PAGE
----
As the NBA trade deadline approaches next month, the rumor mill will start to churn out fine, powdery morsels of potential player movement around the league. It is a time of speculation, where we all need to be careful of verifying the blue checkmarks on Twitter. And be ESPECIALLY careful considering the Pistons have one of the most sought-after players on the trade wire in Jerami Grant.
The news on Grant and his potential trade out of Detroit has been speculated heavily since he injured his thumb, an ailment that will keep him on the shelf for a while longer. But that has not stopped the rumors from flowing. Shams Charania of The Athletic reported that the Washington Wizards, Los Angeles Lakers, Portland Trail Blazers, and New York Knicks are among several teams interested in acquiring Grant. The Chicago Bulls and Atlanta Hawks, each looking to upgrade for the playoff run, should also be contenders for the 27-year-old’s services.
We have already looked at the case for why the Pistons should not trade Jerami Grant, and there are merits to it. But the Pistons are in a unique position with such a hot commodity player. Detroit has the opportunity to really start a bidding war amongst teams and drive up the desperation. The Pistons should be looking for a package comparable to what the Orlando Magic received for Aaron Gordon last year. That was Gary Harris, R.J. Hampton, and a top-five protected first-round pick. Anyone acquiring Grant will likely need to also accept the fact they will be giving him a contract extension next offseason, so future cap space will impact things. Two teams can present more interesting trade packages than the rest: Atlanta and Chicago. And if they engage the Pistons on trade discussions, Troy Weaver should stick around on the phone and see what they can get in return.
The Hawks are up to something. After dealing Cam Reddish for a (protected) first-round pick, they appear to be gathering assets for another, more substantial move. Acquiring Grant would fill several needs for the Hawks, namely getting a versatile defender and quality offensive weapon. The Hawks are one of the worst defensive teams in the league, ranking 28th in the league in points given up per 100 possessions. They do not create turnovers (29th in NBA) and allow an effective field goal percentage of 54.4 (27th in the NBA). Grant can defend the perimeter and the rim, two areas in which the Hawks are exceptionally poor. He can fit nicely on the offense too, displaying some new tools last season as an isolation scorer and mid-range shooter. Plus, if Atlanta is willing to revamp more of the roster, they could likely get Grant without trading the disgruntled John Collins and instead move him for someone else.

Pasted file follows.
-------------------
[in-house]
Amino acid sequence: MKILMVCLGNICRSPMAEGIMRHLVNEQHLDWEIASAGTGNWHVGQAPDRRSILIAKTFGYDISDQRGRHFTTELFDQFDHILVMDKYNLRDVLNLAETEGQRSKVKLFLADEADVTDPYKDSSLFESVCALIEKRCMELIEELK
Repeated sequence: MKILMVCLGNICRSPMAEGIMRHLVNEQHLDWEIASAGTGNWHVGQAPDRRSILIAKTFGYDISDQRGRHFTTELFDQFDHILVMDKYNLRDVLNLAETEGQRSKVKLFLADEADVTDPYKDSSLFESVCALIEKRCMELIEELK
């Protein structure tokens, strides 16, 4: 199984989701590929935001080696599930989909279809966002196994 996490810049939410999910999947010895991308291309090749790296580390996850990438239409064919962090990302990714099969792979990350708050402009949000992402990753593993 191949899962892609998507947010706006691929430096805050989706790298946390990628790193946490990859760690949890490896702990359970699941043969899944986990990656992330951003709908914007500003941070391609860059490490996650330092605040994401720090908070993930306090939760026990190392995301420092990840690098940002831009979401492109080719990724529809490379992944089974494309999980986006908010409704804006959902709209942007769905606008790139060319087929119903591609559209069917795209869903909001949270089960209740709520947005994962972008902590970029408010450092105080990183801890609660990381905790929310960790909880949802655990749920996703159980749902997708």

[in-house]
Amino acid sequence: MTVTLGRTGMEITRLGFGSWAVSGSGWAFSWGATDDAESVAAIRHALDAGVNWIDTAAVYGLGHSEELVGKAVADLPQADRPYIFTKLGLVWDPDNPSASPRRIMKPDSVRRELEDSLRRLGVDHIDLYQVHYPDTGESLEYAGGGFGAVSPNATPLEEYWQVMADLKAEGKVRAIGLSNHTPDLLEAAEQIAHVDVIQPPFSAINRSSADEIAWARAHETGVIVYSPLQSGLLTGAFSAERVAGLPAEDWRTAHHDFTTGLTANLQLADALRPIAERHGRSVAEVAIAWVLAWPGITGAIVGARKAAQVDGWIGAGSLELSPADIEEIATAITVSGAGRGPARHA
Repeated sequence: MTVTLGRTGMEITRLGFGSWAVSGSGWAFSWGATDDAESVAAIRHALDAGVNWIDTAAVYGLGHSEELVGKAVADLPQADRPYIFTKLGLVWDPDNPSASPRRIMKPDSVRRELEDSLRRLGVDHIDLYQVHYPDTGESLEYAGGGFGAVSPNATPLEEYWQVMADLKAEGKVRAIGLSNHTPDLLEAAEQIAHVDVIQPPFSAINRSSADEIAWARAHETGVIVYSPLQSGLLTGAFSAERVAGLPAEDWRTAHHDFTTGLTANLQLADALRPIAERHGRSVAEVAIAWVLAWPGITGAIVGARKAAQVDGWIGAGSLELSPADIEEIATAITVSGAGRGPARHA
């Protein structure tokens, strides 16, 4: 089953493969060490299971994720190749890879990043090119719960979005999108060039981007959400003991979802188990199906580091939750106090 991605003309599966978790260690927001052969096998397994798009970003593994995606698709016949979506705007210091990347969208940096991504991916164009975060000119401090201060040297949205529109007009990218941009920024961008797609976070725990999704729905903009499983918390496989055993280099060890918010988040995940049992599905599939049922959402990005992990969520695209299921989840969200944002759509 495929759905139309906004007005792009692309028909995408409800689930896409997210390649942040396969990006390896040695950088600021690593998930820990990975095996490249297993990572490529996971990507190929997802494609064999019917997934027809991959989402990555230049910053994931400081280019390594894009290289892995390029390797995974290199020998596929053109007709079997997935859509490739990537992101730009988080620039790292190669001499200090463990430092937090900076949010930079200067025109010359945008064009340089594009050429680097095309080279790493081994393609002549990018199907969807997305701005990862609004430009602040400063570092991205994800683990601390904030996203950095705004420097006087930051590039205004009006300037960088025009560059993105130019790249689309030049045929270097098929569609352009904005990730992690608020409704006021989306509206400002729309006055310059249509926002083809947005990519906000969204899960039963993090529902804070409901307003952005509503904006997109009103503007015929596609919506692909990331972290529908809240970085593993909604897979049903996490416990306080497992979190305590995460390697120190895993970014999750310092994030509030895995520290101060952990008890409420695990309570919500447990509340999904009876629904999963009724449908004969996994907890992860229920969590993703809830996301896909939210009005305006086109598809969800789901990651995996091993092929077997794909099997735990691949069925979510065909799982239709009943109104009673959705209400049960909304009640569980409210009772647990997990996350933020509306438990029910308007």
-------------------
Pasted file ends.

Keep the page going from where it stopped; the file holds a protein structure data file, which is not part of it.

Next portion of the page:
An offer of Onyeka Okongwu or De’Andre Hunter, a salary filler like Danilo Gallinari, and a pick would work. Okongwu and Hunter are good defenders, the former being the exact pick-and-roll threat the Pistons crave. Hunter’s ceiling is dependent on his growth as an offensive player. He has declined a bit on mid-range shots while being a better three-point shooter, a good trade-off. He is a little older at 24-years-old, making him inferior to some other prospects the Pistons could get back. Would the Hawks trade three assets for one? It is possible considering the pressure to make it back, deep into the playoffs.
Chicago is a unique and intriguing option. They have wildly exceeded expectations and look like a threat to come out of the East, which would only be enhanced by getting Grant. He can play off of others, is switchable on defense, and can put the ball on the deck if needed (even if he has not been particularly good in isolation this season). He is a grown-up version of the injured Patrick Williams, who was lost very early in the season due to a dislocated wrist. If the Bulls are looking to push themselves from “really good” to borderline “great”, acquiring Jerami Grant would accomplish that. For the Pistons, Williams should be the target in this scenario. He is a strong defender and capable offensive weapon that the Pistons already liked in the 2020 NBA Draft. He blocks shots, avoids getting into foul trouble, plays excellent perimeter defense, and hit 40% of his three-pointers last season. That checks all of the boxes for the Pistons in terms of need, while also getting a younger player that fits the timeline.